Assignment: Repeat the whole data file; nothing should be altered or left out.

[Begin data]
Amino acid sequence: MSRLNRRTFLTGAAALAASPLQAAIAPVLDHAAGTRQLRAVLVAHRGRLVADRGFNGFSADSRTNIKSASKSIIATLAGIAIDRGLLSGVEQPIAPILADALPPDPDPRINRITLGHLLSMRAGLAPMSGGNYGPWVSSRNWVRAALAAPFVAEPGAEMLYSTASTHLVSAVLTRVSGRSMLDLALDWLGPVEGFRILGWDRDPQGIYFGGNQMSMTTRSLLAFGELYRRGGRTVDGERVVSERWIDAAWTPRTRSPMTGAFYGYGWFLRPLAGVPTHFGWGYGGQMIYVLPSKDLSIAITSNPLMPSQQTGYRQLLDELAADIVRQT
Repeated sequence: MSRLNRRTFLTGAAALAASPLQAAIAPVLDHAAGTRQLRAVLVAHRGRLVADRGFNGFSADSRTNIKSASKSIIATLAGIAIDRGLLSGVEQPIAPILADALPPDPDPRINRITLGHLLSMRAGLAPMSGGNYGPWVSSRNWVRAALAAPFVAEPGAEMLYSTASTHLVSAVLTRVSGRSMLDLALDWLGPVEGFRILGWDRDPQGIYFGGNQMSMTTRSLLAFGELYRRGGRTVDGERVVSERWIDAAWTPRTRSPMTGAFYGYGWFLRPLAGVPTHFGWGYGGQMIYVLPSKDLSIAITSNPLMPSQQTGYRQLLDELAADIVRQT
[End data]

Amino acid sequence: MSRLNRRTFLTGAAALAASPLQAAIAPVLDHAAGTRQLRAVLVAHRGRLVADRGFNGFSADSRTNIKSASKSIIATLAGIAIDRGLLSGVEQPIAPILADALPPDPDPRINRITLGHLLSMRAGLAPMSGGNYGPWVSSRNWVRAALAAPFVAEPGAEMLYSTASTHLVSAVLTRVSGRSMLDLALDWLGPVEGFRILGWDRDPQGIYFGGNQMSMTTRSLLAFGELYRRGGRTVDGERVVSERWIDAAWTPRTRSPMTGAFYGYGWFLRPLAGVPTHFGWGYGGQMIYVLPSKDLSIAITSNPLMPSQQTGYRQLLDELAADIVRQT
Repeated sequence: MSRLNRRTFLTGAAALAASPLQAAIAPVLDHAAGTRQLRAVLVAHRGRLVADRGFNGFSADSRTNIKSASKSIIATLAGIAIDRGLLSGVEQPIAPILADALPPDPDPRINRITLGHLLSMRAGLAPMSGGNYGPWVSSRNWVRAALAAPFVAEPGAEMLYSTASTHLVSAVLTRVSGRSMLDLALDWLGPVEGFRILGWDRDPQGIYFGGNQMSMTTRSLLAFGELYRRGGRTVDGERVVSERWIDAAWTPRTRSPMTGAFYGYGWFLRPLAGVPTHFGWGYGGQMIYVLPSKDLSIAITSNPLMPSQQTGYRQLLDELAADIVRQT